Memphis Police Director Toney Armstrong has plans to reorganize the department at the start of 2013.
The plans include moving investigators with the various bureaus now at the Criminal Justice Center to a set of nine bureaus spread across police precincts. And Armstrong told the Memphis Rotary Club this week that the precincts will be reconfigured to make them more similar in size with the same resources generally available at each.
“We’re going to try to redraw our map… where we can level the playing field all the way across, allowing every precinct to have the same amount of calls,” he said. “It’s something that we feel like we’ve been kind of dancing around for a lot of years and we’ve just never really pulled the trigger on it.”
The department increased the number of precincts to nine during the tenure of former director Larry Godwin after decades with a set of four covering the city – North, South, East and West.
But there hasn’t been a subsequent realignment of the borders for all of the precincts. As a result, the Old Allen Station in Frayser, which covers the North Precinct, has the largest precinct of the nine in terms of calls for service. Ridgeway Station has the smallest.
Union Station, which covers the West Precinct, becomes Crump Station by the first of the year when the station moves further south to E.H. Crump Boulevard. It is the latest move for a precinct that was originally in a now ancient police building on the other side of Washington Avenue from the Criminal Justice Center.
Operationally, Armstrong said Old Allen Station gets more resources and has been a sort of proving ground for equipment and techniques. It is also cited by precinct commanders from other areas in weekly meetings to review crime statistics by precinct. Armstrong said they will cite the resources devoted to Old Allen as a reason why their statistics may be up in a certain area.
Some of the investigative bureaus of the department once had offices in each of the precincts. They were then centralized by function working out of bureau offices in the Criminal Justice Center.
But Armstrong questioned whether the setting is the best for citizens who want to contact the police or for investigators he wants in the field more. He said a trip Downtown to the hub of law enforcement as well as the criminal courts and the county jail plays into “all of the complexities of coming into 201 Poplar.”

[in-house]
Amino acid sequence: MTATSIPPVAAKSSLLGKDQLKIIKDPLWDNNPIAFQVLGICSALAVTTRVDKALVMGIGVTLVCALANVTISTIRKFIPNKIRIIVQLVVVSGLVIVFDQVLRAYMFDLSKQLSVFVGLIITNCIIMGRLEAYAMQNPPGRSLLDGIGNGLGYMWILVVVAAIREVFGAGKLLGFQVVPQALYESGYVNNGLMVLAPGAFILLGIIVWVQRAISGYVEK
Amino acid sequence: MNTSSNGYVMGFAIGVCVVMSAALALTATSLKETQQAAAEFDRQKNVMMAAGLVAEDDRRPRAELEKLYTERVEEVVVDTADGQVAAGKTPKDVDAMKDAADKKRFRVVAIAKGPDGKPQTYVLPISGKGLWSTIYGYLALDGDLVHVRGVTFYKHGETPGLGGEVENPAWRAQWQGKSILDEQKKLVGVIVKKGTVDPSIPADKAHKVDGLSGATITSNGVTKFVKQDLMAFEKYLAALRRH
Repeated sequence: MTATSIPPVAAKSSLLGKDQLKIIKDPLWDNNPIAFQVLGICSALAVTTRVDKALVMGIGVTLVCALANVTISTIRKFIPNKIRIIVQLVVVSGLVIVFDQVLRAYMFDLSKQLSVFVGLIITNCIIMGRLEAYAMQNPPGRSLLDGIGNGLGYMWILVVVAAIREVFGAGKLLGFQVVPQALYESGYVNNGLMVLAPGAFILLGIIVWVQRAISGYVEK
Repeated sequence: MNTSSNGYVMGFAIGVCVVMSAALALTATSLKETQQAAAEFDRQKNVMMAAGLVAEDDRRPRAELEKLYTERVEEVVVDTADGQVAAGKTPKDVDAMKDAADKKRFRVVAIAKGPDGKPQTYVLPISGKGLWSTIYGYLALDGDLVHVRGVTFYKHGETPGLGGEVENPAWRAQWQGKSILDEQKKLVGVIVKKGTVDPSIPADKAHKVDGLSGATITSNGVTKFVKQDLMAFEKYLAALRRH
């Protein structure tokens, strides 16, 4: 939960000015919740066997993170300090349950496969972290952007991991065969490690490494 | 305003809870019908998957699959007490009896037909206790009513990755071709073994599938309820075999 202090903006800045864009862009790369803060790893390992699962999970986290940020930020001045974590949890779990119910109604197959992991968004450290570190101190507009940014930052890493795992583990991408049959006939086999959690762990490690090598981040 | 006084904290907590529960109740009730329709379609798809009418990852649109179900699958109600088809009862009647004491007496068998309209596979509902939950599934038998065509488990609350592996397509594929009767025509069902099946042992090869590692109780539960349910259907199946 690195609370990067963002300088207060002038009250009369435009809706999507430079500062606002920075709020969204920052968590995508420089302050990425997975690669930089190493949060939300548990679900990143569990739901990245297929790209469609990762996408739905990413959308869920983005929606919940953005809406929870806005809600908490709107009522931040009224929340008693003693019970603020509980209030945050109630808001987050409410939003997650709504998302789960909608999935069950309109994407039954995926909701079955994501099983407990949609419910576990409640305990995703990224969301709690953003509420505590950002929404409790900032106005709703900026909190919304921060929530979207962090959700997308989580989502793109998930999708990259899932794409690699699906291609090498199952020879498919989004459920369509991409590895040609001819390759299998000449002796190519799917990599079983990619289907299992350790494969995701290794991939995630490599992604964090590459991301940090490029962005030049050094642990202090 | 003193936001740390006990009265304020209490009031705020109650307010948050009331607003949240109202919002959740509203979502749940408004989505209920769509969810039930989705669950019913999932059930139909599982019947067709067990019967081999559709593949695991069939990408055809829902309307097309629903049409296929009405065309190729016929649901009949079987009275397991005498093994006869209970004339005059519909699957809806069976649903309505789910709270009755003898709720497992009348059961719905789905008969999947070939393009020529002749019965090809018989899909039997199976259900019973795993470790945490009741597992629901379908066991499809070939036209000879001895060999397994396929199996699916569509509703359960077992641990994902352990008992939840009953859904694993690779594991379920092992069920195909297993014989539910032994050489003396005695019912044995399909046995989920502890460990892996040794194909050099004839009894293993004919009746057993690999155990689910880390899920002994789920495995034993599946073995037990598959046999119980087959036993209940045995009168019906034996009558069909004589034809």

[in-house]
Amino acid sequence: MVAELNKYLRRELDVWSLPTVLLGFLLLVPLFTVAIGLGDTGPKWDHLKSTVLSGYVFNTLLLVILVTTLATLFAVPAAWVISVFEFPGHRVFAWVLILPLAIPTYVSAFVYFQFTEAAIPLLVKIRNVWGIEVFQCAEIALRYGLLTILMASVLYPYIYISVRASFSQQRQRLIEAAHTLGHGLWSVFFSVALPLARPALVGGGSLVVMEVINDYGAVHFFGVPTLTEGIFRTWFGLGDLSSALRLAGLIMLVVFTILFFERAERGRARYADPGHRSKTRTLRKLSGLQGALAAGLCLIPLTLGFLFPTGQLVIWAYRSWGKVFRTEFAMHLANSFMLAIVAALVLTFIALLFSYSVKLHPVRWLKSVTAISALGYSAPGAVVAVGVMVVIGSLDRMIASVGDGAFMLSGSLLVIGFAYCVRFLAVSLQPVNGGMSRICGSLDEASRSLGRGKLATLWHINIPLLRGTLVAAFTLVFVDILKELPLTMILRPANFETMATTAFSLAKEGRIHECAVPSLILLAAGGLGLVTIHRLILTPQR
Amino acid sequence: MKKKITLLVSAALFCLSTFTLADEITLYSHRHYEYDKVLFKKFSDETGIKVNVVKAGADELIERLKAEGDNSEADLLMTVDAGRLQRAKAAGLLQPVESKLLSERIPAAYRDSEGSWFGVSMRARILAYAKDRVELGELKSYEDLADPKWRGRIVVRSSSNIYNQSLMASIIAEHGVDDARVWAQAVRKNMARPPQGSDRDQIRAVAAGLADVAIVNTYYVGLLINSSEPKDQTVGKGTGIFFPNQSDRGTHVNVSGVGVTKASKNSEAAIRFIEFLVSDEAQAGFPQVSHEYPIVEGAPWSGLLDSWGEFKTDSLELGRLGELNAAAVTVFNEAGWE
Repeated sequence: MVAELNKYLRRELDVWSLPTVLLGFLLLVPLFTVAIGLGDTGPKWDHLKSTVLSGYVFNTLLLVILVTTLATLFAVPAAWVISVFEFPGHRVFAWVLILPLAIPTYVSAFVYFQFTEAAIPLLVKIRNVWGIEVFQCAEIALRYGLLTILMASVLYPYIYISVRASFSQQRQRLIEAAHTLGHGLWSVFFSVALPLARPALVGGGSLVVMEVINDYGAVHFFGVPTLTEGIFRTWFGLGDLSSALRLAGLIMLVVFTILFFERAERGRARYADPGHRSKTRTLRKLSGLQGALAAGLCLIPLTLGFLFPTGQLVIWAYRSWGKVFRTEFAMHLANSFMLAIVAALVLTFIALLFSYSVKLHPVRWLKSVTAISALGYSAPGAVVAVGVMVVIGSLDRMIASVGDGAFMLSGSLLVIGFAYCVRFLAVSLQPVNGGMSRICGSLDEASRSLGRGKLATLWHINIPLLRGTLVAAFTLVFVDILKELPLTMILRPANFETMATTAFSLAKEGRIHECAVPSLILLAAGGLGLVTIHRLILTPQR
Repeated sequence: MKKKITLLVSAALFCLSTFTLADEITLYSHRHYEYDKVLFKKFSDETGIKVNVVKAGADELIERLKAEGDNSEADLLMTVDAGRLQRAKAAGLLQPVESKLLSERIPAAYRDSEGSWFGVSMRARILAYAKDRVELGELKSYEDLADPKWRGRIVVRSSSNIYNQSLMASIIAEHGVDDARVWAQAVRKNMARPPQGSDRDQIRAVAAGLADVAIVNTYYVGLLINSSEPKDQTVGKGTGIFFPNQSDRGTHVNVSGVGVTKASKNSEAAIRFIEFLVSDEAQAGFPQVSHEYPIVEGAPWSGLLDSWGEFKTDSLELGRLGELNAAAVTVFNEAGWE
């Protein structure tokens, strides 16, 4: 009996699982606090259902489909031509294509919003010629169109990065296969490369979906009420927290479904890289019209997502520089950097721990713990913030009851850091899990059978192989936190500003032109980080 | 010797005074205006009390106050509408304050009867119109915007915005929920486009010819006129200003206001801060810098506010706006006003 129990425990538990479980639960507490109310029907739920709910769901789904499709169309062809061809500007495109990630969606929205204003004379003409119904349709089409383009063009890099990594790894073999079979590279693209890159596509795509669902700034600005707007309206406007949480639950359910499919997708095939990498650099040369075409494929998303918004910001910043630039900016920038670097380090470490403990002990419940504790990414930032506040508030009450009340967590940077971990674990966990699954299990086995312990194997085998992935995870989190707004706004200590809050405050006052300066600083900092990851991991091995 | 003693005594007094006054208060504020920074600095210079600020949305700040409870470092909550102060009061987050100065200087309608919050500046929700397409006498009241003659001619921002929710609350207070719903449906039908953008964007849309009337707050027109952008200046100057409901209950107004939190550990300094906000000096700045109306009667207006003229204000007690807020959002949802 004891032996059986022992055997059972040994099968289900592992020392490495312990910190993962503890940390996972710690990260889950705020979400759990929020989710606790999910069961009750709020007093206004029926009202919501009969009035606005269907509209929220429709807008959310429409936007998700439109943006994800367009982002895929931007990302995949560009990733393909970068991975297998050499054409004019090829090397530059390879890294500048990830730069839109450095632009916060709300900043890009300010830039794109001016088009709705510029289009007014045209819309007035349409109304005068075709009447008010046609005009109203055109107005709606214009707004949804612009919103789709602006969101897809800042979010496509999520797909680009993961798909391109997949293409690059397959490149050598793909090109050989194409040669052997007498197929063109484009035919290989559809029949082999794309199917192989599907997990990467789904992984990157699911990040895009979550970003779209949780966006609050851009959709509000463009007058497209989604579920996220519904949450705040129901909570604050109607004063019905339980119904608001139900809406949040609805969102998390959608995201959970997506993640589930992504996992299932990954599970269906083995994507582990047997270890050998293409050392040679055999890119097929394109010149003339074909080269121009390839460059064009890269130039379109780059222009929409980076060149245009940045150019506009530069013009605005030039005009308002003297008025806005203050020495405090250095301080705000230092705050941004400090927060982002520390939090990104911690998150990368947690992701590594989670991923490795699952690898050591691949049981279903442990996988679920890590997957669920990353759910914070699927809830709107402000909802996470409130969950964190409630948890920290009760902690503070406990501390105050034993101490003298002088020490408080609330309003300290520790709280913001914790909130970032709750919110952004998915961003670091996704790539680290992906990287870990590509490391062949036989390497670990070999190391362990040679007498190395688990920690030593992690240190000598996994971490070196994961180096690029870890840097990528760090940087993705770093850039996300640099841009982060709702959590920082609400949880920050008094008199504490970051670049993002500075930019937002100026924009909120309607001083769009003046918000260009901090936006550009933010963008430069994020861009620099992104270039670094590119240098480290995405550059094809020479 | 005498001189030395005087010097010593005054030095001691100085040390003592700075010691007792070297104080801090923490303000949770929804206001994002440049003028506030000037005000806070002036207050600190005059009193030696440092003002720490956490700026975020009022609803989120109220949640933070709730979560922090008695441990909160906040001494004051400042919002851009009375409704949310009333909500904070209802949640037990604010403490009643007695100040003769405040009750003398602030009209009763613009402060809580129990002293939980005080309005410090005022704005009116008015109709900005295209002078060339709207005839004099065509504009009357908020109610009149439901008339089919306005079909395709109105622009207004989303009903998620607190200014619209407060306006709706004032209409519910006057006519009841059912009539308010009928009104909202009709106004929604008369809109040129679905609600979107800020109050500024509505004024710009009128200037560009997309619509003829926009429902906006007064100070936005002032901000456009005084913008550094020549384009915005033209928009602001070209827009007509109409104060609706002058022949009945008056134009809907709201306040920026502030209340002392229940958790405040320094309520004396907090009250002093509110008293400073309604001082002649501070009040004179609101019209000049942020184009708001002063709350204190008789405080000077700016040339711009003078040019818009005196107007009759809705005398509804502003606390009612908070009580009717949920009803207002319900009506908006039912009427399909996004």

As a result, Armstrong is concerned that citizens who are victims or who have information might not report crimes or help police if it means coming there.
There are currently 12 bureaus in investigative services. Most of the dozen bureaus are divided between crimes against persons and crimes against property with the exception of the felony response unit and crime scene investigations.
Armstrong outlined a plan for nine bureaus spread across the precincts.
“We want citizens to be able to talk to investigators that are specifically assigned to that area where they are impacted by crime,” he said. “201 Poplar is not the easiest place to get in and out of. … I tell my investigators that you won’t evaporate if you leave this building.”
And Armstrong addressed what he called “the pink elephant in the room” on the same day that another Memphis police officer was arrested, the 22nd this year.
“This year has been no different then past years in police history,” Armstrong said with former Memphis Police Director Buddy Chapman and several retired police officers in the room at the University Club. “These are things that happen,” he said, referring to police misconduct and corruption. “It is unacceptable when it happens.”
But Armstrong noted that 24 Memphis police officers were arrested in 2011. He also repeated that he believes part of the problem is the economic downturn. With the recession, Armstrong says police applicants are making it through the academy and onto the force who look at policing as just another job with very little regard for the oath officers take and the obligation that comes with the oath to protect and serve.